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Berger’s Burg: August has more than just dog days

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The dictionary defines “august” as majestic, grand and imposing.

But that’s not the reason this name was given to the eighth month of the year. If you are old enough to remember, during ancient Roman times (before the drop in the stock market), March was the start of the new year. Mathematically speaking, August was then the sixth month. Its Latin name appropriately was “Sextilis,” meaning “sixth.” (I know what you were thinking — shame on you!) But soon the month was named after a Roman image-seeking emperor named Augustus.

After Julius Caesar was killed (murder was then considered a national pastime and many law-abiding citizens took part), Julie’s nephew, Augie, became emperor of Rome. He wanted to be as powerful and as famous as his grand uncle, Julius.

He knew that the month of July was named for Julie and vain Augie wanted a month named for him also. So he did just that. He gratuitously changed the name of “Sextilius” after himself. Gosh, it was indeed fortunate that his name wasn’t Schwartzenegger or Kiddiddlehoffer.

Although I never learned this in school, I have a strong suspicion that Augie had a nephew named Septembius who followed him, and he, in turn, had a nephew named Octobius who followed him, all leading to the very last nephew, Decembius. (Actually, the prefixes “sept,” “oct,” “nov,” and “dec” are Latin roots for seven, eight, nine, and 10, which was the order of those months in the original Roman calendar). But, names, shmames — if it were up to me, I would have named August “January.” Why, you intelligently ask? Because then we wouldn’t have to freeze ever again on a January morning.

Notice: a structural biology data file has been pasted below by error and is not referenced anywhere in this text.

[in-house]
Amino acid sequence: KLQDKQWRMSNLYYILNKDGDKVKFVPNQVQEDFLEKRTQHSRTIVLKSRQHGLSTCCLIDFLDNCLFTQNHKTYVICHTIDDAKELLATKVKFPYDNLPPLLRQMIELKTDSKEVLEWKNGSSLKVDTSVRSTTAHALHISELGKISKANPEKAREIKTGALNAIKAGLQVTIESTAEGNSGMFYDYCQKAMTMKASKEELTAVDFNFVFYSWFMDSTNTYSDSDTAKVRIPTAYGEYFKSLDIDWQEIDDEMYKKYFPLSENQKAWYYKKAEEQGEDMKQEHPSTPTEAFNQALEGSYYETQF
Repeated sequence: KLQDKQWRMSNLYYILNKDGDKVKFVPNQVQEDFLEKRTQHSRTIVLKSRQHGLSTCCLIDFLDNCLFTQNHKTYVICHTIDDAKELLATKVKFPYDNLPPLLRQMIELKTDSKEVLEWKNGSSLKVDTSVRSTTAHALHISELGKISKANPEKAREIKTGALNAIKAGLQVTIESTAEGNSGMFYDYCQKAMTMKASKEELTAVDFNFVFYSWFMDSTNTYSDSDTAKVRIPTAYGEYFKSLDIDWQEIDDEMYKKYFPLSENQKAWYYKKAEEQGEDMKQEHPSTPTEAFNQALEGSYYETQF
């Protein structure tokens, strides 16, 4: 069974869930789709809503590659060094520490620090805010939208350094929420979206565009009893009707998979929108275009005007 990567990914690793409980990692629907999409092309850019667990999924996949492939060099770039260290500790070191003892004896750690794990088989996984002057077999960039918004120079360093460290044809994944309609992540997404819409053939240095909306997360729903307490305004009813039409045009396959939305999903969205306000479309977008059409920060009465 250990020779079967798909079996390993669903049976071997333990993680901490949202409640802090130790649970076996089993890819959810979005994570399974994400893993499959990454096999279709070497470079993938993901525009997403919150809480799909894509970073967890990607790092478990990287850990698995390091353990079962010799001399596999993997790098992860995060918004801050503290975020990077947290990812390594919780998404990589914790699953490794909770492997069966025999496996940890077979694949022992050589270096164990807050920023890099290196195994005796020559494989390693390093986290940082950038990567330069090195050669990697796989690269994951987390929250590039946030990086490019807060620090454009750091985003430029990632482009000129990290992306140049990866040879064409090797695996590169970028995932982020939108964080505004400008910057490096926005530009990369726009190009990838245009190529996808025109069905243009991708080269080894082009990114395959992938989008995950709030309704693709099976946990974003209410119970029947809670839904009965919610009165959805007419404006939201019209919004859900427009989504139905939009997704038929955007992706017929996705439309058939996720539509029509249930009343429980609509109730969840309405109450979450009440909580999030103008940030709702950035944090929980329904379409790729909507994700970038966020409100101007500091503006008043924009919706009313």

Poor little August has no Western holidays (there is an Asian-Indian holiday of “Rakhee,” which honors the fulfillment of all promises made), but it does boast the birthdays of many of the most distinguished personalities.

These include Francis Scott Key (1); Percy Bysshe Shelly (4): Alex Haley (11); Annie Oakley (13); Napoleon Bonaparte (15); Davy Crockett (17); Orville Wright (19); Count Basie (21); Oliver Wendell Holmes (29); and my non-twin sister and brother, Shirley and Larry (15).

Why am I giving you a brief background of the month? Because everyone thinks that August is just a month of vacations, outdoor concerts, swimming pools and beaches. It has a reputation for being lazy, dull, and simply too hot for any proper month to be. Nothing ever happens in August and journalists view the month as “the silly season,” the uneventful time of year when newspapers are especially desperate for copy.

But, hang on to your string swimsuits, readers. I must tell you that, historically, August has indeed been a month of great happenings. No, it was not the month that Hugh Grant and Puff Daddy first began to notice girls.

Did you know, for instance, that it was on August 23, 1939, that Russia signed a non-aggression pact with Nazi Germany? This paved the way for the Germans' invasion of Poland and the onset of World War II.